Feds file Supreme Court brief opposing ‘fair share’ union dues

The Trump administration has weighed in on an upcoming U.S. Supreme Court that could determine if labor unions can charge “fair-share fees” to employees who aren’t union members.

On Dec. 6, the Justice Department and the Department of Labor filed a friend-of-the-court brief in support of the plaintiff in Janus v. AFSCME.

The case involves a child support specialist in Illinois, Mark Janus, who objects to paying about $44 per month to the union that represents workers in his government office.

Nonmember dues cover the “fair-share” of the services the union provides to everyone, whether or not they belong to the union—services such as negotiating a collective bargaining agreement and conducting grievance hearings.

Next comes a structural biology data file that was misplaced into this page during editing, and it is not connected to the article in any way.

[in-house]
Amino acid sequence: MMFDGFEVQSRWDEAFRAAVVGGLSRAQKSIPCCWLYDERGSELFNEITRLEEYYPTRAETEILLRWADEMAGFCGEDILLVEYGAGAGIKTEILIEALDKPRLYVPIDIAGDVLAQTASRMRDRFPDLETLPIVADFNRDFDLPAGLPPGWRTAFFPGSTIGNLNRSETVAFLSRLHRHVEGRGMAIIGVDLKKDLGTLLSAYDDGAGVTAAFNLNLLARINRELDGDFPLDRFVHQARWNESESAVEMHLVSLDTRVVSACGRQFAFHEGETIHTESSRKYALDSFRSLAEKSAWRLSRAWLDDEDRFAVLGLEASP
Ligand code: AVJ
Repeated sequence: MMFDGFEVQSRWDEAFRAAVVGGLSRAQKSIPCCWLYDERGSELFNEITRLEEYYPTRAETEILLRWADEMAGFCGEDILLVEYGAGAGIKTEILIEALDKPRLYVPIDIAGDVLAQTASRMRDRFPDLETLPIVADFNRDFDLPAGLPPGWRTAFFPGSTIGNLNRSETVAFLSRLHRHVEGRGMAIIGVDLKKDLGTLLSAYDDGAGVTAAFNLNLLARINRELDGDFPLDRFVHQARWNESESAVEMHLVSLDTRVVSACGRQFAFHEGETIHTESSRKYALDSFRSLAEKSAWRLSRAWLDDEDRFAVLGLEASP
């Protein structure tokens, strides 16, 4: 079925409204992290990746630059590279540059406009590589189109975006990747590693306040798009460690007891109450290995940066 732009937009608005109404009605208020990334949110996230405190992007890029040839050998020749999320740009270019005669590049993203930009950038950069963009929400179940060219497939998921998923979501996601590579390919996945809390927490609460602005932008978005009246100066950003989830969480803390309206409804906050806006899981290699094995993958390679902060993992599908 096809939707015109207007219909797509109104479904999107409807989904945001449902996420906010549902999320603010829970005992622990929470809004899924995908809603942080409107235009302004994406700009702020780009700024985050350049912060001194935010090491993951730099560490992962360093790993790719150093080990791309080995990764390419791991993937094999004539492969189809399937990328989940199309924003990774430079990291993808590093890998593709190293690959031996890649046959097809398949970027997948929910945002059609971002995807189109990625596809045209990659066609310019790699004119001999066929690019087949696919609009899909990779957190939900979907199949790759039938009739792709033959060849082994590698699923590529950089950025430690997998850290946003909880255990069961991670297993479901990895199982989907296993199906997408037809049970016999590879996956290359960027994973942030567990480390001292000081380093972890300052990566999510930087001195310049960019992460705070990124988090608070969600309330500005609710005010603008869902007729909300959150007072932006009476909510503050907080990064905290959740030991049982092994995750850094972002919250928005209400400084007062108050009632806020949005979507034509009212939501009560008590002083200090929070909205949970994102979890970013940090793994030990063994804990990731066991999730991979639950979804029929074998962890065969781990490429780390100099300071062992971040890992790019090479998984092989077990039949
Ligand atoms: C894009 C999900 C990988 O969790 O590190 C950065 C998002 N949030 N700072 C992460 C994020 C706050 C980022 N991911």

Janus argues—and the Trump administration agrees—that the collective bargaining process is, at its core, a political activity. He asserts that being compelled to support it with his fair-share dues violates his First Amendment free speech rights.

Quoting previous court rulings, the government’s brief argues, “The First Amendment establishes a ‘bedrock principle that, except perhaps in the rarest of circumstances, no person in this country may be compelled to subsidize speech by a third party that he or she does not wish to support.’”

Without fair-share dues, many unions would feel a real budget sting. Organized labor advocates and opponents alike view Janus as a real test of whether unions can remain viable.

Thirty-four percent of government employees are union members, compared to 6% of private-sector workers.

The Supreme Court is expected to hear oral arguments in Janus v. AFSCME early next year.